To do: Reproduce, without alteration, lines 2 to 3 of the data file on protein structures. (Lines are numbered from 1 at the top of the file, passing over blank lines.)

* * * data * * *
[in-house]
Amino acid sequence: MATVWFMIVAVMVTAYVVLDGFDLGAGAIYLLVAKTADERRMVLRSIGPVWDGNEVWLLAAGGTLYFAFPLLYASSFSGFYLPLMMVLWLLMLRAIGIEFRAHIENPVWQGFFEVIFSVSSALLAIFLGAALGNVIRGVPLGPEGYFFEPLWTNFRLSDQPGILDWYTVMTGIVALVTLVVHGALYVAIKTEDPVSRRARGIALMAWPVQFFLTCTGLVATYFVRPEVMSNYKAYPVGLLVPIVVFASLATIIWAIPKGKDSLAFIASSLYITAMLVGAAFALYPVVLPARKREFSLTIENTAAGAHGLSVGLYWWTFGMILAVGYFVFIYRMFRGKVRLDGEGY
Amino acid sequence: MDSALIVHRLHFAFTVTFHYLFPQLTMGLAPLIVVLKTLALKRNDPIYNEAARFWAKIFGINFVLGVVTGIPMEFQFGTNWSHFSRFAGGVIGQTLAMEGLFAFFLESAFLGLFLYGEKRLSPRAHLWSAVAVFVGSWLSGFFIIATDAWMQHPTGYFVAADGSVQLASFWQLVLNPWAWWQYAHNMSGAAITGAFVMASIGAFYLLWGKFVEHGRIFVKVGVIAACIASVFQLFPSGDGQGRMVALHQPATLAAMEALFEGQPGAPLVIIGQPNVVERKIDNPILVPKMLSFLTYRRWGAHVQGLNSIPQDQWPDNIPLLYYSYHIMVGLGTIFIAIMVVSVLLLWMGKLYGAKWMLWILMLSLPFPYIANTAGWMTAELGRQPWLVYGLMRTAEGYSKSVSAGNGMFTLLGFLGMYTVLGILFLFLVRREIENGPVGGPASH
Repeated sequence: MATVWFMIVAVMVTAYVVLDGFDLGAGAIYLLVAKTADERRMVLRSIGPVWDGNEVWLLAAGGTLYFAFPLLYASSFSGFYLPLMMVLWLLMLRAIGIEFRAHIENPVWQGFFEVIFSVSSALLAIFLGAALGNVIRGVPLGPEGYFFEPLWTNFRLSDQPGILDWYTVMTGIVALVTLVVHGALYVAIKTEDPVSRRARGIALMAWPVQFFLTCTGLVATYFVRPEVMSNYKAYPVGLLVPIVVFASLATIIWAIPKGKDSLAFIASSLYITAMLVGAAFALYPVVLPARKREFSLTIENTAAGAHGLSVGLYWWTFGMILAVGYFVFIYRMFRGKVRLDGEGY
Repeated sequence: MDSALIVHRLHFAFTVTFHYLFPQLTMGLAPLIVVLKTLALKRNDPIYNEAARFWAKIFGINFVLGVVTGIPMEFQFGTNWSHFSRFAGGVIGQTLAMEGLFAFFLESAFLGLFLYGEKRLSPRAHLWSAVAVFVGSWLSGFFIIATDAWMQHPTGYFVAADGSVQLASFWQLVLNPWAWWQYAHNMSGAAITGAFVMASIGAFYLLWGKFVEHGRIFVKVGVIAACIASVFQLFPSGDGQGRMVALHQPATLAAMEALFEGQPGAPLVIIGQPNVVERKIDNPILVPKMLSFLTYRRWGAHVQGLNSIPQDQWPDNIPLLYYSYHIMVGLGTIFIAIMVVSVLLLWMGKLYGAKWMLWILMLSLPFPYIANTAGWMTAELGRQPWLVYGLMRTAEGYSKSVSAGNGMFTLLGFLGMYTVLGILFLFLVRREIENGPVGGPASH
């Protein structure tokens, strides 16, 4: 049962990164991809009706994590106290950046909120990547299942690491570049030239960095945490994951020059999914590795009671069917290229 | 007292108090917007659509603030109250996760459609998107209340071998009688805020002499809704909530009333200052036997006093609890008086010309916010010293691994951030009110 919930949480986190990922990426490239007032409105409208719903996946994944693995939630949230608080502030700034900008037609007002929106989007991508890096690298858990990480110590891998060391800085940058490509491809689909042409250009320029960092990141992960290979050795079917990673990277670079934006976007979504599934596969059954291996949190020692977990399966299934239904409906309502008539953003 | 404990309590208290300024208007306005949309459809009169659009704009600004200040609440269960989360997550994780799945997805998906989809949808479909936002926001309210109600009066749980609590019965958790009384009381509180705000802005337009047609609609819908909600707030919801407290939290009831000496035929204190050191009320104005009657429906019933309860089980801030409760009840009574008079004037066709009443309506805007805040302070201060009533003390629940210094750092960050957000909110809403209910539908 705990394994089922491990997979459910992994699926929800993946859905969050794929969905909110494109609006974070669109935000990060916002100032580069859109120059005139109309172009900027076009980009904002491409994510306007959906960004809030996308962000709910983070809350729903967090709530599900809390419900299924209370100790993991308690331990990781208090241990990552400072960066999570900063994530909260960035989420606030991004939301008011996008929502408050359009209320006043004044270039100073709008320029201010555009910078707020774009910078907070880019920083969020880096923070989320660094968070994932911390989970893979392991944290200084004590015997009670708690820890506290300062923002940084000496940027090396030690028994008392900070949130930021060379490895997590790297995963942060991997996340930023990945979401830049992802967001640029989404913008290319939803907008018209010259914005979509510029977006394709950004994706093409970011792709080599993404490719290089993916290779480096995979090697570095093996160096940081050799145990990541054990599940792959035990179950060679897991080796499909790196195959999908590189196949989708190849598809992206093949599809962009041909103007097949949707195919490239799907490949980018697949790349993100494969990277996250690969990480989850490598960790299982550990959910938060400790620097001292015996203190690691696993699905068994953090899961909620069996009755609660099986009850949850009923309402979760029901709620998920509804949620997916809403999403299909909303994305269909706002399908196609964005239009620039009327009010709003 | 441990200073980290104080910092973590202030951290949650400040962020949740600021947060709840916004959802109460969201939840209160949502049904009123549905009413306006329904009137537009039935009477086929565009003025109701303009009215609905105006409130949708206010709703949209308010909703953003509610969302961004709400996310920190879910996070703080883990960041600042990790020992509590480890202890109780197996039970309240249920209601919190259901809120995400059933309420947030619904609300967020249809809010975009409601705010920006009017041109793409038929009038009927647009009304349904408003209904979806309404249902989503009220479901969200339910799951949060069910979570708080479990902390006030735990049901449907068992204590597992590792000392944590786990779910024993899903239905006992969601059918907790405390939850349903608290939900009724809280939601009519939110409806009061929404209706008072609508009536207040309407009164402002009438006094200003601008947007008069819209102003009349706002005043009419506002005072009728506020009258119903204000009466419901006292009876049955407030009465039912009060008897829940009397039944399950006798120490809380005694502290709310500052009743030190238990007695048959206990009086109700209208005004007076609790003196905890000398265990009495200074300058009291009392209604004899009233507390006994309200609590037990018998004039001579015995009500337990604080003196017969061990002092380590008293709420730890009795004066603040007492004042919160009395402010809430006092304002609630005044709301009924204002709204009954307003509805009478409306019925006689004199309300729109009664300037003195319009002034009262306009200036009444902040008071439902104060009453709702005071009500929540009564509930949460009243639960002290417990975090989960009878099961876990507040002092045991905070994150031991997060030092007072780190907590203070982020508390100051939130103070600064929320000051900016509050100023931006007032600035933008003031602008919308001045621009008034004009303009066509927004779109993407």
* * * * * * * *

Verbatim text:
Amino acid sequence: MATVWFMIVAVMVTAYVVLDGFDLGAGAIYLLVAKTADERRMVLRSIGPVWDGNEVWLLAAGGTLYFAFPLLYASSFSGFYLPLMMVLWLLMLRAIGIEFRAHIENPVWQGFFEVIFSVSSALLAIFLGAALGNVIRGVPLGPEGYFFEPLWTNFRLSDQPGILDWYTVMTGIVALVTLVVHGALYVAIKTEDPVSRRARGIALMAWPVQFFLTCTGLVATYFVRPEVMSNYKAYPVGLLVPIVVFASLATIIWAIPKGKDSLAFIASSLYITAMLVGAAFALYPVVLPARKREFSLTIENTAAGAHGLSVGLYWWTFGMILAVGYFVFIYRMFRGKVRLDGEGY
Amino acid sequence: MDSALIVHRLHFAFTVTFHYLFPQLTMGLAPLIVVLKTLALKRNDPIYNEAARFWAKIFGINFVLGVVTGIPMEFQFGTNWSHFSRFAGGVIGQTLAMEGLFAFFLESAFLGLFLYGEKRLSPRAHLWSAVAVFVGSWLSGFFIIATDAWMQHPTGYFVAADGSVQLASFWQLVLNPWAWWQYAHNMSGAAITGAFVMASIGAFYLLWGKFVEHGRIFVKVGVIAACIASVFQLFPSGDGQGRMVALHQPATLAAMEALFEGQPGAPLVIIGQPNVVERKIDNPILVPKMLSFLTYRRWGAHVQGLNSIPQDQWPDNIPLLYYSYHIMVGLGTIFIAIMVVSVLLLWMGKLYGAKWMLWILMLSLPFPYIANTAGWMTAELGRQPWLVYGLMRTAEGYSKSVSAGNGMFTLLGFLGMYTVLGILFLFLVRREIENGPVGGPASH